I will admit, despite my apathy towards Ewan, this book was headed towards 4 stars for me until we got to the ending. I found it so unsatisfying, and it felt like the characters hadn't grown at all. The fact that Ewan doesn't kill Cahill is just ludicrous to me. Yes, the author was trying to make a point that Ewan wasn't the cold-hearted killer he thought he was, but the decision ran counter to the story. Namely, none of the conflict would've happened if Ewan had killed Cahill initially. It's also reasonable to deduce that leaving Cahill alive will only enable him to do more even more evil unto others. Killing him is a mercy to his future victims, and the fact that this was just glossed over felt very counterproductive to me. Besides, this is a novel! I want catharsis!

Similar to An Extraordinary Union, A Hope Divided would've made a very strong historical fiction novel. Unfortunately, as a romance, it falls a little flat for me. And because the romance took up as much space as it did, the historical plot wasn't as strong as it could've been, in my opinion.
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readerbug2 | 12 other reviews | Nov 16, 2023 |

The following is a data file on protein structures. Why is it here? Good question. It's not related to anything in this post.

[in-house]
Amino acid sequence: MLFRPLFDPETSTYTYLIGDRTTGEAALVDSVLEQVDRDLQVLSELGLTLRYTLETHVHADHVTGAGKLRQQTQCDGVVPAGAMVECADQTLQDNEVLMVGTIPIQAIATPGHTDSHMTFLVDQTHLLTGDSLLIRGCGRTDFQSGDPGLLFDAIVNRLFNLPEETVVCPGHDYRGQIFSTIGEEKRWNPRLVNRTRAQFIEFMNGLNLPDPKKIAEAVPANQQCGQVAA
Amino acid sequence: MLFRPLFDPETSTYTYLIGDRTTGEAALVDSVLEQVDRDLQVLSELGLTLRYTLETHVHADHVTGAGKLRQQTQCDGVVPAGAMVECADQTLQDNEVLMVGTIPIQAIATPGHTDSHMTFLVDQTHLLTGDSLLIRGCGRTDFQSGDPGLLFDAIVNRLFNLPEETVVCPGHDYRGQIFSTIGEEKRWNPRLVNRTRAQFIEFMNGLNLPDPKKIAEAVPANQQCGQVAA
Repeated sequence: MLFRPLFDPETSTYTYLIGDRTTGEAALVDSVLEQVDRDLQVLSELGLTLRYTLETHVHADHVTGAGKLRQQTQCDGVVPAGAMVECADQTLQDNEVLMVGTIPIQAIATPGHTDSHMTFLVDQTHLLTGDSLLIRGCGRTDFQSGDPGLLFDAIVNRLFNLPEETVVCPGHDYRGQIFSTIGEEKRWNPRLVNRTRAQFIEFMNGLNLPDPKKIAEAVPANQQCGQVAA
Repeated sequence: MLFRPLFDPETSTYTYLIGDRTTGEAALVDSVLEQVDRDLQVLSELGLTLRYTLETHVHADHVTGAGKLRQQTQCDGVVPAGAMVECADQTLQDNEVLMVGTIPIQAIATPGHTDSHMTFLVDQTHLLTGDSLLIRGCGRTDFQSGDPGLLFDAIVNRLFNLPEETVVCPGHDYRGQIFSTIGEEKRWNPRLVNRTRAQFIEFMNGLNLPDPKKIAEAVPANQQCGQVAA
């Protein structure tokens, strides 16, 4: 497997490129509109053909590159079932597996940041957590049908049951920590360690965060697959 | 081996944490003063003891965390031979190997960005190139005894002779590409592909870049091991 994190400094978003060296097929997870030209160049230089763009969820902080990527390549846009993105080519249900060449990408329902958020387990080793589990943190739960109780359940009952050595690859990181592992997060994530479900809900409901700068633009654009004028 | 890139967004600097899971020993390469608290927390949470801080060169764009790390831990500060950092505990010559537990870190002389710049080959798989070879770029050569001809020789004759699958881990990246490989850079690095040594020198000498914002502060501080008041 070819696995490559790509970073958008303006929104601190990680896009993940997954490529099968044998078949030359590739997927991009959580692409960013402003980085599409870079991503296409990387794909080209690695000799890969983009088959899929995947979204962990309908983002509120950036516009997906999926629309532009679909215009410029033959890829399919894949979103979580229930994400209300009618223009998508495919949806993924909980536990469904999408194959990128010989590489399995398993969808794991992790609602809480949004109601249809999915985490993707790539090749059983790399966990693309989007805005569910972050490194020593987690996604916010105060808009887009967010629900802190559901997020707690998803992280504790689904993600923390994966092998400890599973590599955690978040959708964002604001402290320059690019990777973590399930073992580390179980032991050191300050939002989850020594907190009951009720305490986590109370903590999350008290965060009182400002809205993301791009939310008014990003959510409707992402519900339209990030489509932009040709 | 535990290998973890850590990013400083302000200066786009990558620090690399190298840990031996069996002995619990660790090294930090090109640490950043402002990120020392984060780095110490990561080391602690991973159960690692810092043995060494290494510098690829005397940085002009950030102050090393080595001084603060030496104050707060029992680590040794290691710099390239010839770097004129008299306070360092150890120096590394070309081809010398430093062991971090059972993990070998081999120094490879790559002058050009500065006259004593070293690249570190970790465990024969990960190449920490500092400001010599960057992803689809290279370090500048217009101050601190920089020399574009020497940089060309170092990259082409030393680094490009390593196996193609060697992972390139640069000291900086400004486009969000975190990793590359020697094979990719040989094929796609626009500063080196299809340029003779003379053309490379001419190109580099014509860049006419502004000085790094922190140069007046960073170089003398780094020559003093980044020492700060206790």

Us Americans have been taught about the Civil War since we were children. My school district growing up required teachers to teach about slavery and its impact. However, none of those lessons ever got to the nitty gritty of living with slavery every day and the types of people who endured, perpetuated it, or fought it. Here, in the first book of Cole's Loyal League series, we see a brilliant heroine inspired by history take slavery head on all in the name of Freedom for her people.

An Extraordinary Union is an inspirational story. The world is alive in all its horror, and Cole does not shrink from showcasing the horrors of slavery (though they're relatively tame in this book compared to the later books in the series). All of her characters are nuanced, from spoiled Susie to Tom the cook who stays behind for his own reasons while everyone else is making a run for it. The plot is suspenseful and has good pacing. I will say it felt a little thin at times. I think it would've been stronger if Cole had written a straight historical fiction novel. It almost felt like she wanted to go that route, but the romance kept getting in the way.